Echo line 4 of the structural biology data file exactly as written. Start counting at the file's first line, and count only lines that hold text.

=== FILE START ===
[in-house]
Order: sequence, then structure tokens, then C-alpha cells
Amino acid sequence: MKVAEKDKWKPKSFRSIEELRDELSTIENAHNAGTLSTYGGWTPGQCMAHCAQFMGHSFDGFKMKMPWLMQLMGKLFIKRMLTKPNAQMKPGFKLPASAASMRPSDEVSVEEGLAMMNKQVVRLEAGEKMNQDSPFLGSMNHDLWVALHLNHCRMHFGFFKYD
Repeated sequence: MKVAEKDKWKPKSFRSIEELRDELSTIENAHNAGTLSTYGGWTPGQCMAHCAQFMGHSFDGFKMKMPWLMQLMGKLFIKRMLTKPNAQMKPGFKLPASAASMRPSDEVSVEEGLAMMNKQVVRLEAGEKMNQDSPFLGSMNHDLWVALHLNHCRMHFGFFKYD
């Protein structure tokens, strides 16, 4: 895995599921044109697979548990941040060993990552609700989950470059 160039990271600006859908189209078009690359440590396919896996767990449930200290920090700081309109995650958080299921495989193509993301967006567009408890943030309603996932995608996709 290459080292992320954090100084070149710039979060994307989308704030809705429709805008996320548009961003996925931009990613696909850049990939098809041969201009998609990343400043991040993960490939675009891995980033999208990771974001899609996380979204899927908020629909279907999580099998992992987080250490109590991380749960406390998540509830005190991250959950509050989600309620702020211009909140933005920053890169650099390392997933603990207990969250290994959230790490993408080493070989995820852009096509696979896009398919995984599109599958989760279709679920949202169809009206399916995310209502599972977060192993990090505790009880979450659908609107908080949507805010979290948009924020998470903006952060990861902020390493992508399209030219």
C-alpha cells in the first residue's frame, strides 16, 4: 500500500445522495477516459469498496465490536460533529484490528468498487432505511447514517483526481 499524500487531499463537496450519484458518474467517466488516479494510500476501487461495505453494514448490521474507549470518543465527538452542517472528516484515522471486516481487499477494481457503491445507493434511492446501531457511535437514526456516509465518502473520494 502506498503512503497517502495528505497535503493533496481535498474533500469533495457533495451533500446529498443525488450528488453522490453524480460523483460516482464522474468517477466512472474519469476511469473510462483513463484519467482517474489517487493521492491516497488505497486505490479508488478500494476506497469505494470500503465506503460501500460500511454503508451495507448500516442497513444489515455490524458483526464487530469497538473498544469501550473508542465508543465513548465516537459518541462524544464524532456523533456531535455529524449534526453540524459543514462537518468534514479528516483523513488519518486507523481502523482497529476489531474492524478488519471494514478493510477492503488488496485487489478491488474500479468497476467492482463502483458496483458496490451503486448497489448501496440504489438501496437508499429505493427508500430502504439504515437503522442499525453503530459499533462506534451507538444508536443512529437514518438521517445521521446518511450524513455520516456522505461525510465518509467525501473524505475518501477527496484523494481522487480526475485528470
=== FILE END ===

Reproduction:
Repeated sequence: MKVAEKDKWKPKSFRSIEELRDELSTIENAHNAGTLSTYGGWTPGQCMAHCAQFMGHSFDGFKMKMPWLMQLMGKLFIKRMLTKPNAQMKPGFKLPASAASMRPSDEVSVEEGLAMMNKQVVRLEAGEKMNQDSPFLGSMNHDLWVALHLNHCRMHFGFFKYD